Electrical Engineers

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About the Job

Research, design, develop, test, or supervise the manufacturing and installation of electrical equipment, components, or systems for commercial, industrial, military, or scientific use.

It is also Called

  • Automation Engineer
  • Broadcast Engineer
  • Cable Engineer
  • Circuits Engineer
  • Controls Engineer
  • Distribution Engineer
  • Distribution Field Engineer
  • District Plant Engineer
  • Division Engineer
  • Division Plant Engineer

What They Do

  • Prepare technical drawings, specifications of electrical systems, or topographical maps to ensure that installation and operations conform to standards and customer requirements.
  • Operate computer-assisted engineering or design software or equipment to perform engineering tasks.
  • Confer with engineers, customers, or others to discuss existing or potential engineering projects or products.
  • Direct or coordinate manufacturing, construction, installation, maintenance, support, documentation, or testing activities to ensure compliance with specifications, codes, or customer requirements.
  • Design, implement, maintain, or improve electrical instruments, equipment, facilities, components, products, or systems for commercial, industrial, or domestic purposes.
  • Prepare specifications for purchases of materials or equipment.
  • Perform detailed calculations to compute and establish manufacturing, construction, or installation standards or specifications.
  • Investigate customer or public complaints, determine nature and extent of problem, and recommend remedial measures.
  • Oversee project production efforts to assure projects are completed on time and within budget.
  • Plan or implement research methodology or procedures to apply principles of electrical theory to engineering projects.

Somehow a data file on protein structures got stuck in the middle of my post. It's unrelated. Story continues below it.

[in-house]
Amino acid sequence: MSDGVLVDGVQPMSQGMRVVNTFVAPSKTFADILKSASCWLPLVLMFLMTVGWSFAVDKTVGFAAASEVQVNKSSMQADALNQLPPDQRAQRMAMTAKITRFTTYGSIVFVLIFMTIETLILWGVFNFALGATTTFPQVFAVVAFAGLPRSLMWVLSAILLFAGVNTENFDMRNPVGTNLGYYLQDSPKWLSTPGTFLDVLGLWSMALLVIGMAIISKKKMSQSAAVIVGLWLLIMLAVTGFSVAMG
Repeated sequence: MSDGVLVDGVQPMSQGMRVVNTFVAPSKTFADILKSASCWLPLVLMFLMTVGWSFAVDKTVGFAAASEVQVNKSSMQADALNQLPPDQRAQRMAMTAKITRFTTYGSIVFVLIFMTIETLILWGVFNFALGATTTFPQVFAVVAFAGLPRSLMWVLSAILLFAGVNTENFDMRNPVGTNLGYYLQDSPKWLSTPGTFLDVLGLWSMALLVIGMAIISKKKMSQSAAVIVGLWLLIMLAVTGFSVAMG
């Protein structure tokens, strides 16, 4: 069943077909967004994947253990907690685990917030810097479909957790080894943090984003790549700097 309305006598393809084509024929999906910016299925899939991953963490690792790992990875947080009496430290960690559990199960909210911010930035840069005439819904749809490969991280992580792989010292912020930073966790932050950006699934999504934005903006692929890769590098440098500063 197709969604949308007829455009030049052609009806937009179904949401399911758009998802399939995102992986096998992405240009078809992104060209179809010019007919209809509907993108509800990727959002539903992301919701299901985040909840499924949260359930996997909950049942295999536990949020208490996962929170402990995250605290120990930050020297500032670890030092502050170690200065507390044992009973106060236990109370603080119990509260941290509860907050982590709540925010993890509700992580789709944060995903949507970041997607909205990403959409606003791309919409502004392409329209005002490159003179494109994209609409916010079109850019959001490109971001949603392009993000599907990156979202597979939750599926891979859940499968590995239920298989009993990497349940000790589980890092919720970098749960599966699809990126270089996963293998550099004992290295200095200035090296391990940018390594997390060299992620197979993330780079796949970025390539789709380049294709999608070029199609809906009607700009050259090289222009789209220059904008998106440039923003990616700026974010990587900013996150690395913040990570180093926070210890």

Interests

People who work in this occupation generally have the interest code: IR.

This means people who work in this occupation generally have Investigative interests, but also prefer Realistic environments.

Work Values

People who work in this occupation generally prize Achievement, but also value Working Conditions and Recognition in their jobs.

Things They Need to Know

  • Engineering and Technology - Knowledge of the practical application of engineering science and technology. This includes applying principles, techniques, procedures, and equipment to the design and production of various goods and services.
  • Design - Knowledge of design techniques, tools, and principles involved in production of precision technical plans, blueprints, drawings, and models.
  • Computers and Electronics - Knowledge of circuit boards, processors, chips, electronic equipment, and computer hardware and software, including applications and programming.
  • Mathematics - Knowledge of arithmetic, algebra, geometry, calculus, statistics, and their applications.
  • Physics - Knowledge and prediction of physical principles, laws, their interrelationships, and applications to understanding fluid, material, and atmospheric dynamics, and mechanical, electrical, atomic and sub- atomic structures and processes.

Things They Need to Be Able to Do

  • Critical Thinking - Using logic and reasoning to identify the strengths and weaknesses of alternative solutions, conclusions or approaches to problems.
  • Reading Comprehension - Understanding written sentences and paragraphs in work related documents.
  • Active Listening - Giving full attention to what other people are saying, taking time to understand the points being made, asking questions as appropriate, and not interrupting at inappropriate times.
  • Complex Problem Solving - Identifying complex problems and reviewing related information to develop and evaluate options and implement solutions.
  • Writing - Communicating effectively in writing as appropriate for the needs of the audience.
  • Active Learning - Understanding the implications of new information for both current and future problem-solving and decision-making.
  • Speaking - Talking to others to convey information effectively.

Education Required

Most of these occupations require a four-year bachelor's degree, but some do not.

LMI Region

Wages

In 2013, the average annual wage in New Jersey was $95,690 with most people making between $62,710 and $135,990

Outlook

0.00%
avg. annual growth

During 2008, this occupation employed approximately 4,250 people in New Jersey. It is projected that there will be 3,900 employed in 2018.

This occupation will have about 0 openings due to growth and about 100 replacement openings for approximately 100 total annual openings.